Many of the kids we work with experience challenges with imagination and creativity. This means that our kids get bored quickly, and are often unable to come up with ways to entertain themselves on their own. With so many activities restricted at the moment, and all of us spending more time at home, it is even more challenging to come up with ways to fill the afternoons and weekends.

Boredom presents itself in different ways

Our kids have experienced drastic changes to their weekly routines, which may have impacted on their sense of independence and control.  As a consequence, in addition to troubles with boredom, creativity, and imagination, your child may also be struggling to regulate their emotions; boredom can quickly turn into episodes of frustration, anger, and even sadness.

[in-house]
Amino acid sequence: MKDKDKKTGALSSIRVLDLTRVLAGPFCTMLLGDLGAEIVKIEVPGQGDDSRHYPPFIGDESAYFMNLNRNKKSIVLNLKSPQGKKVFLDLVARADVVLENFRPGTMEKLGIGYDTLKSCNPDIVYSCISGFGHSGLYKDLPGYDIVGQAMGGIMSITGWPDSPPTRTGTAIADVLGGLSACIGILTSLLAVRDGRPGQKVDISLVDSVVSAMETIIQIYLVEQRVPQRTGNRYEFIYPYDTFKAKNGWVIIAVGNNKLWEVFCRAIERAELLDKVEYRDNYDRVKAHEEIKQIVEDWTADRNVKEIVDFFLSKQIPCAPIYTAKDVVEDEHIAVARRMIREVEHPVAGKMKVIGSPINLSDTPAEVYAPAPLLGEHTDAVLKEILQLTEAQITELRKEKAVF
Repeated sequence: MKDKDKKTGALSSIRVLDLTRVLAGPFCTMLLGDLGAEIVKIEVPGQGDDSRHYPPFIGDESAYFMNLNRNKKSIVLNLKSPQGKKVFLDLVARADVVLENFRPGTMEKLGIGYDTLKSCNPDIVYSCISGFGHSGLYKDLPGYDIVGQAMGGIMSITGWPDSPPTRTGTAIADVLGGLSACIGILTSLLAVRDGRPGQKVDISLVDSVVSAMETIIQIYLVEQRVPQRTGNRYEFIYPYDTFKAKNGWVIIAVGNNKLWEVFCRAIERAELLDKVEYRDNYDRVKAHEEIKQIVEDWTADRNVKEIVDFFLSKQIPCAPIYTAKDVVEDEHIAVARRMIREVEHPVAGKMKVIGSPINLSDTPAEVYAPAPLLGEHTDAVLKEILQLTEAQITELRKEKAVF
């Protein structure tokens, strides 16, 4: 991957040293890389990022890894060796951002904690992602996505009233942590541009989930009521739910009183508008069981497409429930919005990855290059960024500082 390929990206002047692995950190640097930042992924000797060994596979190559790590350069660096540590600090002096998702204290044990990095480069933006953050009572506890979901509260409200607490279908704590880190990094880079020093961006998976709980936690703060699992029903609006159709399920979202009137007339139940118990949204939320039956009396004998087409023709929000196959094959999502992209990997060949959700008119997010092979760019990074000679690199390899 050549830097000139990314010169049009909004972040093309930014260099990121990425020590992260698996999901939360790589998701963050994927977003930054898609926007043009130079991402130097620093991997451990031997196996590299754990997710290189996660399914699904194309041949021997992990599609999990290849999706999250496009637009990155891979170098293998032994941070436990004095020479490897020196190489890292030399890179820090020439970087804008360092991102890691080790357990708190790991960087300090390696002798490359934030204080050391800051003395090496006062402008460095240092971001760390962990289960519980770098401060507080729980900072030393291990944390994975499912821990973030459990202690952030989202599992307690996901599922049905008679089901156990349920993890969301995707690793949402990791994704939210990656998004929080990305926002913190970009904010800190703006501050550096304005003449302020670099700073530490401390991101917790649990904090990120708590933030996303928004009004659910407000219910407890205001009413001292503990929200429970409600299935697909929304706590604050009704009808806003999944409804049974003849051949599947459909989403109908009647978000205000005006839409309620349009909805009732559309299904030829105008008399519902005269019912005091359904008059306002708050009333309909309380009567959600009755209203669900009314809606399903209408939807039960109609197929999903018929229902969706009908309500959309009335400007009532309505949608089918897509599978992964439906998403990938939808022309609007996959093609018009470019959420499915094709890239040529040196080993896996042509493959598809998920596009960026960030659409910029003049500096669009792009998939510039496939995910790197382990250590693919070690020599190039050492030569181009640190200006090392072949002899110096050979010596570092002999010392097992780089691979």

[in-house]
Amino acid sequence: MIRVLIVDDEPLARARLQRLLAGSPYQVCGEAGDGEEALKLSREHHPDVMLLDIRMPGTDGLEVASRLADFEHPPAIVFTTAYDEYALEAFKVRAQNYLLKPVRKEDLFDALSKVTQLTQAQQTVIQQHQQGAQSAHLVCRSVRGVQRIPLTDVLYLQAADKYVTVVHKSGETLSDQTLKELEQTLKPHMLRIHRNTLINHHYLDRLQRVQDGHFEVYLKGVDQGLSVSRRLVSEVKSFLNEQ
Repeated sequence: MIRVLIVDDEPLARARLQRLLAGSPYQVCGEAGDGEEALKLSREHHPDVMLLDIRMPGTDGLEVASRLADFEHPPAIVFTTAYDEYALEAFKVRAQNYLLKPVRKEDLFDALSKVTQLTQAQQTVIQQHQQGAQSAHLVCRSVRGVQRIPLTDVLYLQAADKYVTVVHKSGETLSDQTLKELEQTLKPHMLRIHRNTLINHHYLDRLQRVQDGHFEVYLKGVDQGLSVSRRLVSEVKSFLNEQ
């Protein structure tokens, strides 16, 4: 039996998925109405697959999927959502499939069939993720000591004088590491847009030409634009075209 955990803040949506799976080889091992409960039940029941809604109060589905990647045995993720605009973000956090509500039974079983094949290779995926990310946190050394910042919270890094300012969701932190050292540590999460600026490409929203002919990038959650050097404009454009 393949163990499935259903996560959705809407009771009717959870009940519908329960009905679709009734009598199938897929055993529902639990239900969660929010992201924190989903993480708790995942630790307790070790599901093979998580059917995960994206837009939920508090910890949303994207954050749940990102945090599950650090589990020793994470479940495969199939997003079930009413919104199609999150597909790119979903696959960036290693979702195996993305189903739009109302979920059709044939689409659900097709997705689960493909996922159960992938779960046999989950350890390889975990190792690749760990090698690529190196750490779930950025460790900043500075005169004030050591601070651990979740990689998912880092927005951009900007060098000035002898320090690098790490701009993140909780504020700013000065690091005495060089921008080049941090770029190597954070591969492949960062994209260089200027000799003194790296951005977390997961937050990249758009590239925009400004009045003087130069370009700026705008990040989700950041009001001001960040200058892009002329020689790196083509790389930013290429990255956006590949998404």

Creating a to-do list

One small way to help your child regain a sense of control  is to create a list of activities that they can do when they get bored. Posting a completed to-do list in an accessible place – like the front of the fridge – can serve as a visual reminder to you and your kids that there are many ways to combat boredom at home.

Writing a list of things to do together is also a great way to work on executive function skills, especially: planning, organising, task initiation, and self-regulation. Most importantly, it will help them beat the boredom blues.

We have created a printable to-do list template for you to use with your child. Download from the resources page.

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